Studying the local culture’s power distance preference is also crucial. How do they envision the ideal distribution of power in society? And why? What of this needs to be redeemed and what needs to be rejected? In our local culture, I am thrilled that our local believers are trained from their youth to respect the elderly and to use respectful titles for them. This good cultural value needs to kept and deepened via gospel motivation. But the prideful arrogance that so often comes once a title like pastor has been bestowed – and the idea that this title is some kind of status for life that can be genetically passed onto children – that practice needs to be done away with among the new community of faith.
As with so many of these spectrums of culture, there are going to be cliffs on either side, expressions of a low power preference and those of a high power preference that clash with biblical principles. If you are flirting with the idea of getting rid of teachers in the local church, you’ve gone too far – just as you are if you believe that the pastor controls the decisions of the members of his church. Yet there’s going to be a range of expressions in the middle that are faithful to scripture, yet still feel very different from one another. It’s just not necessary that a church in Kentucky give a visiting speaker a special scarf in a public ceremony (complete with photos) after his sermon. But for Nepalese churches, this is highly honorable in the sight of all. When in Kentucky, privately give brother “Bob” an envelope containing an honorarium as a thank you, and that will do just fine.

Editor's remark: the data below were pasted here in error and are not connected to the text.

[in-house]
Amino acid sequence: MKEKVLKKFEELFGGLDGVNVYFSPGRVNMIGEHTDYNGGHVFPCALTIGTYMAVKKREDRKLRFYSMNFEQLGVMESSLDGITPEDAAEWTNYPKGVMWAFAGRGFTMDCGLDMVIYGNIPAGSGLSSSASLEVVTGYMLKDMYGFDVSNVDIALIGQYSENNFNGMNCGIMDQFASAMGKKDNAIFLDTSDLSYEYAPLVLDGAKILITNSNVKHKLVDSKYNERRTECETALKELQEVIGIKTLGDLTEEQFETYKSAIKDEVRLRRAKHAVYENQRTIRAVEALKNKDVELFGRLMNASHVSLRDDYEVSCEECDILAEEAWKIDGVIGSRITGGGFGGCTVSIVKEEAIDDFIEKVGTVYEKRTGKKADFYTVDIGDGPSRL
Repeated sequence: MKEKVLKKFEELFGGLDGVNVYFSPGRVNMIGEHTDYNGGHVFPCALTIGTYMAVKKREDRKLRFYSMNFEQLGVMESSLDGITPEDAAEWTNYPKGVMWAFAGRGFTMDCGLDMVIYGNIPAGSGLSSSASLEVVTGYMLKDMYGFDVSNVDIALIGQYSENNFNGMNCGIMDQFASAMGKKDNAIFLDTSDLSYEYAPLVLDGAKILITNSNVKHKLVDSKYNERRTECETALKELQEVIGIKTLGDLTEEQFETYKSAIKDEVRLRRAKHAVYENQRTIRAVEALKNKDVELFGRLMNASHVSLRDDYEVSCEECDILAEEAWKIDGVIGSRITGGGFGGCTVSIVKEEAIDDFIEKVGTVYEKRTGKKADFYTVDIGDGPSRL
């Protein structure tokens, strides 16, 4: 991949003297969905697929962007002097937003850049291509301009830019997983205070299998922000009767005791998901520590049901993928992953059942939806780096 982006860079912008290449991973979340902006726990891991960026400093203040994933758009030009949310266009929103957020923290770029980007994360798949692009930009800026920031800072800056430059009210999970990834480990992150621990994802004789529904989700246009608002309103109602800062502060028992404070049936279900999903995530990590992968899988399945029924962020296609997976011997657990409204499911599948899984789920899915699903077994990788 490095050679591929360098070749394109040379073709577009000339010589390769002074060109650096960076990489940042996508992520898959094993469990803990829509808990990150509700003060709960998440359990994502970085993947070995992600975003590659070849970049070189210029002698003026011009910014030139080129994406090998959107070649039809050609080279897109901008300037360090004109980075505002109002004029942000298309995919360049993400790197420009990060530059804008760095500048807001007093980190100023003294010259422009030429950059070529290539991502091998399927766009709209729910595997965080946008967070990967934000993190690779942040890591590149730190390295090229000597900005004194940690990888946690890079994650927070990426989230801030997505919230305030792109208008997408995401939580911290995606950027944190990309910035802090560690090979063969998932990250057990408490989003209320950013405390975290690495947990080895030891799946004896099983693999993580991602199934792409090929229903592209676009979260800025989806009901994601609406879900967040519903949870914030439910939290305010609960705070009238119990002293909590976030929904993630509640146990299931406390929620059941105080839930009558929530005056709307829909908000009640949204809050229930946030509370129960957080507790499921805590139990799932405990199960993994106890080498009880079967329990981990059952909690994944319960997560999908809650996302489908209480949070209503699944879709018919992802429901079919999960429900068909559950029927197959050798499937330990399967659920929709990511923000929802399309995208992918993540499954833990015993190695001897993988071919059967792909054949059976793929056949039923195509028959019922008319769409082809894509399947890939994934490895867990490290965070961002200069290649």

Practically, it will be helpful for high power distance believers to wrestle with ways they can publicly honor the “least of these.” This will be radically counter-cultural. Just as it will be helpful for low power distance cultures to think about if there are particular ways they need to give “double honor” to the leaders and authority figures among them, as so much of the popular culture is raging against this – and even the leaders themselves might squirm when honored!
Fellow missionaries and anyone involved in ministry, let’s be sure we are making these decisions with scripture-informed intentionality, and not merely out of cultural default. This will take some work. But it will be work that will result in a community that leverages power differentials in a compelling and other-worldly way. In this world reeling from the abuses of the power and the abusive reactions to the abuses of power, this kind of redemption of power distances is desperately needed.
Our focus people group suffers from an unusual amount of internal disunity. Just ask any local man in the bazaar and he will gladly elaborate for you on this theme. Now, I know that the entire world seems polarized right now. But there’s something about people groups that are still essentially tribal in their thinking – and who haven’t had a powerful unifying leader or consensus emerge – that keeps them particularly and continually divided by outsiders and among themselves. Even when the outside world fumbles and they have a chance to gain some advantage they “never miss an opportunity to miss an opportunity.” Personal gain undermines the common good time and time again.